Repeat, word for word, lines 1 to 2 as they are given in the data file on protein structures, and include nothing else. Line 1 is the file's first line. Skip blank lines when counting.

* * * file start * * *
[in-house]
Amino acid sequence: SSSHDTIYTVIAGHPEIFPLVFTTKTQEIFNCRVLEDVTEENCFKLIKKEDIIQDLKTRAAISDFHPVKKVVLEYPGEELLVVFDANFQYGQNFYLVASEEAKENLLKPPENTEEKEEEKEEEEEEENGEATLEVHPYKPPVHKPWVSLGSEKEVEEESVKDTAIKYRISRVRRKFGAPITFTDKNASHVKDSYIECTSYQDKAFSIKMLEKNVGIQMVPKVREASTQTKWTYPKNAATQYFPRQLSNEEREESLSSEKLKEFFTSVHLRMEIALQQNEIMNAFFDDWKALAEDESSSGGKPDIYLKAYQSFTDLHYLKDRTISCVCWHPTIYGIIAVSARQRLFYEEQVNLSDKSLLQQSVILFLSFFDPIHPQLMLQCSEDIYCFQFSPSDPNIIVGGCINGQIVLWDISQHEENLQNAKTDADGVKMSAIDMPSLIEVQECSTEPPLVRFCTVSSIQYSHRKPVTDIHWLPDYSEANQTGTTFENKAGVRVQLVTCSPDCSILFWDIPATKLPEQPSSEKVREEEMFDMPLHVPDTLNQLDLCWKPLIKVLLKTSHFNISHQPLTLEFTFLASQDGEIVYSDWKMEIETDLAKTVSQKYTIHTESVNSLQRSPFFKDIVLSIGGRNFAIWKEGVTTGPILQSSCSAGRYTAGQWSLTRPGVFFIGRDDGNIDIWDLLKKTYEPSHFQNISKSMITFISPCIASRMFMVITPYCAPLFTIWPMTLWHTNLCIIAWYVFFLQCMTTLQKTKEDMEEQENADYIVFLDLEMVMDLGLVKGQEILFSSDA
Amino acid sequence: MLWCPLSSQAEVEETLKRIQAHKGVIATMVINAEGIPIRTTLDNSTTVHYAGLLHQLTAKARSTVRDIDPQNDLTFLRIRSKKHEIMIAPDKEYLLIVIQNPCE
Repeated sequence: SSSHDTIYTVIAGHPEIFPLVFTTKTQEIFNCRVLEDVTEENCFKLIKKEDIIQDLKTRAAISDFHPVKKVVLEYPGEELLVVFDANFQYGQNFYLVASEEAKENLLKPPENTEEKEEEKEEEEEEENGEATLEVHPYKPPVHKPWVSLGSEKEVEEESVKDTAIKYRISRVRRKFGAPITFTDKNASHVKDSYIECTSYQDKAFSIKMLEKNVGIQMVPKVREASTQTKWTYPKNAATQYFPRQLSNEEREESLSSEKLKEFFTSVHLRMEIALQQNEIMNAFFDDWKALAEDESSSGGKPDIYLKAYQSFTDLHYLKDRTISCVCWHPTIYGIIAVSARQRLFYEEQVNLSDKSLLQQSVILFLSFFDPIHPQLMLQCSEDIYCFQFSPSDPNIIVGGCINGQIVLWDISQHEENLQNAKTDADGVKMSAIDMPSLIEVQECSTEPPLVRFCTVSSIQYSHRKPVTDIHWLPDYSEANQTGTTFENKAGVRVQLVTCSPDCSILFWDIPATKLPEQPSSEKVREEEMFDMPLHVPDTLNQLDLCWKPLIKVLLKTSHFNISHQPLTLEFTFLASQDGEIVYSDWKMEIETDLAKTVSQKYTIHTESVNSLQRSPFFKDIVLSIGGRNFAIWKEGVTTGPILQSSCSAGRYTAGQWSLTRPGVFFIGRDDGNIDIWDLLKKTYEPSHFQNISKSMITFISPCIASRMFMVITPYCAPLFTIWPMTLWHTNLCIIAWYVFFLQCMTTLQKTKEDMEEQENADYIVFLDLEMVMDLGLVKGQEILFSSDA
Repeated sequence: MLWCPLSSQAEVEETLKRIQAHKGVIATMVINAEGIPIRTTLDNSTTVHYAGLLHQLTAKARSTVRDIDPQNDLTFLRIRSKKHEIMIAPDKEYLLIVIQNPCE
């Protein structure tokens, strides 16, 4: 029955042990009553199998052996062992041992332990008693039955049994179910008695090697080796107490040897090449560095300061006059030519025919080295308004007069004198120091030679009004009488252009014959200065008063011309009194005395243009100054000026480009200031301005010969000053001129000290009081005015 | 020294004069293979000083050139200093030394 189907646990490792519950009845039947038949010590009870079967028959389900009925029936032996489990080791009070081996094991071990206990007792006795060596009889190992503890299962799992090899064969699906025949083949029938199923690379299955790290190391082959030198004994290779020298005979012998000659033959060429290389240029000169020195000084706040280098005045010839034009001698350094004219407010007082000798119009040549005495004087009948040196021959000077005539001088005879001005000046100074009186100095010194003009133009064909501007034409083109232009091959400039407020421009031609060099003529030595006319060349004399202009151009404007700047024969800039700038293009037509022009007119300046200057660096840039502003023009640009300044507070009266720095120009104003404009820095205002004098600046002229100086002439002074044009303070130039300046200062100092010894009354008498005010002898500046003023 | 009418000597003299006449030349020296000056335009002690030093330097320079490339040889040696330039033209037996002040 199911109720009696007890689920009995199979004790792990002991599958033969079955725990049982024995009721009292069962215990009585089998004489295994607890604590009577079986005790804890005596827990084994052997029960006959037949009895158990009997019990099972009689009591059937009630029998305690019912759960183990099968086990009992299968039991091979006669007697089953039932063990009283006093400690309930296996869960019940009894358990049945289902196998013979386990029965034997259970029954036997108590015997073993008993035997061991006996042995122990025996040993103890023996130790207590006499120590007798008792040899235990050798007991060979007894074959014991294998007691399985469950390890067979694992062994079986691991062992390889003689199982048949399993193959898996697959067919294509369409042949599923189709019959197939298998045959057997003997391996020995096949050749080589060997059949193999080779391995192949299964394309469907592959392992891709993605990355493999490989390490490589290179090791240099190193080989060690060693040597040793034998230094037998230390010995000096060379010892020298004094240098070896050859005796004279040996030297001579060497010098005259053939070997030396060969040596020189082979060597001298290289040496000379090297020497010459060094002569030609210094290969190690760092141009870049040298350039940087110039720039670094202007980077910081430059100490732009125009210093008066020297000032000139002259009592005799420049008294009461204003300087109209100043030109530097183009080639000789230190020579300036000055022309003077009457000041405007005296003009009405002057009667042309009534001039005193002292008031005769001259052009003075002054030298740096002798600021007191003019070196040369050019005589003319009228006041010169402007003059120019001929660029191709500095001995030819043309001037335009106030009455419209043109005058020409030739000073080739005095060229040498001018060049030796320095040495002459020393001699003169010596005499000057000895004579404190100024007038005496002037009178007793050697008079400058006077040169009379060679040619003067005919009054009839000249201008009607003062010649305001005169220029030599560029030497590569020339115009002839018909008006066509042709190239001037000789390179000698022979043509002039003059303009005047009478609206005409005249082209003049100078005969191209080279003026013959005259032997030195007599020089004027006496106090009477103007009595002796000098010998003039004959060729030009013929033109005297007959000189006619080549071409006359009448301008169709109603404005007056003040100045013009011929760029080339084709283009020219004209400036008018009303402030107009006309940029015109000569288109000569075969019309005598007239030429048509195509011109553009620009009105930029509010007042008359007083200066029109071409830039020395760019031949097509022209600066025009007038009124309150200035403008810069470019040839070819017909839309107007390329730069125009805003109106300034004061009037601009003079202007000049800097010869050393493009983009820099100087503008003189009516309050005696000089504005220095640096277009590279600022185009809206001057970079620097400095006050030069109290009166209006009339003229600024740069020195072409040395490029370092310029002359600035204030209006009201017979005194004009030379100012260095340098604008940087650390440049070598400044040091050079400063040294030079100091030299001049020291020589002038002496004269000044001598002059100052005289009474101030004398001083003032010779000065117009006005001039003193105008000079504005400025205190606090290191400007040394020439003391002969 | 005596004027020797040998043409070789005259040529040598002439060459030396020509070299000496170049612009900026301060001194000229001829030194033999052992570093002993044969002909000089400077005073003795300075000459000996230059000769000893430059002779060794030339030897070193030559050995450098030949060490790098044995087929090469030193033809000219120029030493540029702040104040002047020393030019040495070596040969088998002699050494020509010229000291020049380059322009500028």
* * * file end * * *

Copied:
[in-house]
Amino acid sequence: SSSHDTIYTVIAGHPEIFPLVFTTKTQEIFNCRVLEDVTEENCFKLIKKEDIIQDLKTRAAISDFHPVKKVVLEYPGEELLVVFDANFQYGQNFYLVASEEAKENLLKPPENTEEKEEEKEEEEEEENGEATLEVHPYKPPVHKPWVSLGSEKEVEEESVKDTAIKYRISRVRRKFGAPITFTDKNASHVKDSYIECTSYQDKAFSIKMLEKNVGIQMVPKVREASTQTKWTYPKNAATQYFPRQLSNEEREESLSSEKLKEFFTSVHLRMEIALQQNEIMNAFFDDWKALAEDESSSGGKPDIYLKAYQSFTDLHYLKDRTISCVCWHPTIYGIIAVSARQRLFYEEQVNLSDKSLLQQSVILFLSFFDPIHPQLMLQCSEDIYCFQFSPSDPNIIVGGCINGQIVLWDISQHEENLQNAKTDADGVKMSAIDMPSLIEVQECSTEPPLVRFCTVSSIQYSHRKPVTDIHWLPDYSEANQTGTTFENKAGVRVQLVTCSPDCSILFWDIPATKLPEQPSSEKVREEEMFDMPLHVPDTLNQLDLCWKPLIKVLLKTSHFNISHQPLTLEFTFLASQDGEIVYSDWKMEIETDLAKTVSQKYTIHTESVNSLQRSPFFKDIVLSIGGRNFAIWKEGVTTGPILQSSCSAGRYTAGQWSLTRPGVFFIGRDDGNIDIWDLLKKTYEPSHFQNISKSMITFISPCIASRMFMVITPYCAPLFTIWPMTLWHTNLCIIAWYVFFLQCMTTLQKTKEDMEEQENADYIVFLDLEMVMDLGLVKGQEILFSSDA